Friday, December 19, 2008

Slumdog: A Film Review

We went to see "Slumdog Millionaire," the new Danny Boyle movie that has caused such a stir and proved such a surprise hit in the theaters.



Deservedly so. I had heard only the light part of the story--the poor boy from the slums of Mumbai winning millions on a television game show. I had read no reviews, so I was unprepared for the dark side: the police brutality, the slum children eking out a living in the filth of garbage dumps, their exploitation as beggars and prostitutes by unscrupulous men, the murderous underworld of mafia-like gangs... At this level, the movie is a story of survival against all odds, the street smarts of bright young "artful dodgers" who learn how to trick the system. It's also the Cain and Abel story of two brothers, themselves the reflection of the dark and the light--the one who from desperation turns to crime, the other incorruptible. And on a more sentimental level, it's about the triumph of impossibly romantic love.

The movie is intricately constructed out of several interwoven threads: the television show, with its scheming, ego-driven host; the police headquarters, where officials try to wring out from the hero a confession of cheating, first with torture, then beatings, and finally with the slowly dawning realization that he had earned the knowledge of his answers through the experience of his life; and the story behind each of those answers with flashbacks to his childhood and young teenage years. The scenes of the game show itself, as the young man moves from lucky naive to idolized folk here, are actually gripping; while we know in advance that his answers will be the right ones, we're held at the edge of our seats with the suspense of waiting.

We know, too, that our hero will get his girl in the end. How could he not? They have been "meant for each other" since childhood, when violence and brutality brought their lives together with all the strange inevitability of randomly clashing forces. The sentimentality of the lovers' eventual, improbable reunion in the movie's closing scene, despite all obstacles along the way, is tempered by the unexpected explosion of a credits sequence in which Hollywood transmutes magically into Bollywood in a scene of wildly choreographed ecstatic dance on the platform of the Mumbai train station--ah yes, alas, that same one where gunmen came a few weeks back to randomly unload their assault weapons into crowds of commuters... But that's another story. Or is it?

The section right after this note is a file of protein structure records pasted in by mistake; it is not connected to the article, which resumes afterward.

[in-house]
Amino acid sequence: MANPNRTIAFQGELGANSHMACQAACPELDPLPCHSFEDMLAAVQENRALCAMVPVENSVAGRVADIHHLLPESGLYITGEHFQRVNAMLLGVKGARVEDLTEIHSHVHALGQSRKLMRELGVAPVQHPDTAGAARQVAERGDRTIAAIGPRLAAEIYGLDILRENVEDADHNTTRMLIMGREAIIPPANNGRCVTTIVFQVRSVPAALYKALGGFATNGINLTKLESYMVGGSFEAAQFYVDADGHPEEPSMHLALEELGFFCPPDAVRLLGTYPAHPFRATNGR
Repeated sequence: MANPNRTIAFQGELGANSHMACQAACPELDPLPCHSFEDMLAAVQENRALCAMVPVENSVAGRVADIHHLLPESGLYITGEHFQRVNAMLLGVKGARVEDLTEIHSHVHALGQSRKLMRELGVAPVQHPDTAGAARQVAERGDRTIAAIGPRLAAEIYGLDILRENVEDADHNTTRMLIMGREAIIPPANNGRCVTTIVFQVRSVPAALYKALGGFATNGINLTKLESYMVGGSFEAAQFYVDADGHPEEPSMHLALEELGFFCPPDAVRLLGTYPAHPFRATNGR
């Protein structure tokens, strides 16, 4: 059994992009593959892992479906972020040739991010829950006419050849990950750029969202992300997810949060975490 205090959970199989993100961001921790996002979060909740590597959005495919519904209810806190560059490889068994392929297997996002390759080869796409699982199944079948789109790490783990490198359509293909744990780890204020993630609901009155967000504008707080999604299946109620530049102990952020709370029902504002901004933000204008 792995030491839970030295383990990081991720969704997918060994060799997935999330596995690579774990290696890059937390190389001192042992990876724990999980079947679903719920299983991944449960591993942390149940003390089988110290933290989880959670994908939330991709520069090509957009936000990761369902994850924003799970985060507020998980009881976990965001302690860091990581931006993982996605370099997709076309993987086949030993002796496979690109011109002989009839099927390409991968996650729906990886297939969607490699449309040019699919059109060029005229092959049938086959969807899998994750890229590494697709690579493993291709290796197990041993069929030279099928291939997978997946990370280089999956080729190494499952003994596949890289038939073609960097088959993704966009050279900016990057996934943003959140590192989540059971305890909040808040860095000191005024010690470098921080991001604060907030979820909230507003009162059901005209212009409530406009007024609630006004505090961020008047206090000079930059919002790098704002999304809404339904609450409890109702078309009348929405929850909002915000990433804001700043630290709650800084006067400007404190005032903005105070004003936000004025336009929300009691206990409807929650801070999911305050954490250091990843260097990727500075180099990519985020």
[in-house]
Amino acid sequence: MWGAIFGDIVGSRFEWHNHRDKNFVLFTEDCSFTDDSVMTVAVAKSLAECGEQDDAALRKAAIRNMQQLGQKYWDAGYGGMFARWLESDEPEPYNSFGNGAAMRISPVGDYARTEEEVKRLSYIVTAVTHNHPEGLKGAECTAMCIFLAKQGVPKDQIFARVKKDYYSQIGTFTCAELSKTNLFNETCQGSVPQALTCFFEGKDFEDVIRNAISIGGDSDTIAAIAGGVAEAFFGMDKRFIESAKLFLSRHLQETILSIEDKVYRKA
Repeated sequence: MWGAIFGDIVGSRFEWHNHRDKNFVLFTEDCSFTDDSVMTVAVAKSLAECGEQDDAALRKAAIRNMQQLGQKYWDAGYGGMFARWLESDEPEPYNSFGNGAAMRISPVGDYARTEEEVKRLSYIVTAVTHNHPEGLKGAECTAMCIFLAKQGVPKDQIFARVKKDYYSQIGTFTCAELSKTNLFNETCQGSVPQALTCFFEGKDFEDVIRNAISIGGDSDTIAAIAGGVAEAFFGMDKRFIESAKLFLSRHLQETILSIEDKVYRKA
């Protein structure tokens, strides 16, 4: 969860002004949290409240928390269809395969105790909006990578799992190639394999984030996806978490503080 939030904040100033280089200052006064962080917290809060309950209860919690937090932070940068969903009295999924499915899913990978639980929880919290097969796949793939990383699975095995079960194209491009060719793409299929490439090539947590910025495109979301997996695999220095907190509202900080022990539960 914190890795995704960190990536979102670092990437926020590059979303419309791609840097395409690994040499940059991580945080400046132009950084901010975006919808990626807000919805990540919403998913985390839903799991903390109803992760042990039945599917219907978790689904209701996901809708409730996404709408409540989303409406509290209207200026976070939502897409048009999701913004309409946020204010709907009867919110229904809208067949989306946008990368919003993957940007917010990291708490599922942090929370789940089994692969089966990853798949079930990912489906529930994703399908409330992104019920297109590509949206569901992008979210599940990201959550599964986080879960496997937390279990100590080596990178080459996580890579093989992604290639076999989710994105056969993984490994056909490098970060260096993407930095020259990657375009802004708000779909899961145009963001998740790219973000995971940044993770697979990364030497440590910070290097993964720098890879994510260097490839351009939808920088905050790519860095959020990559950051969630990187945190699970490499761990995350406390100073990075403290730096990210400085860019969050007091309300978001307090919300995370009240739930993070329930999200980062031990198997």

A finely-constructed narrative, great parts played by a terrific cast of actors... (take a look at these beautiful young people!)



along with action and suspense, all freighted with a serious undertow of social criticism and personal inner conflict--these make for a rare and rewarding experience at the cinema. I say, go see, if you haven't done already.

2 comments:

citizen of the world said...

I am thinking about it, but have such a low tolerance for violence in movies - how violent is it?

PeterAtLarge said...

Ellie is much like you. She says she covered her eyes at moments, briefly, but remained much engaged in the action. There are a few scenes where you'd likely want to do the same. Not sure, otherwise, how to quantify the violence!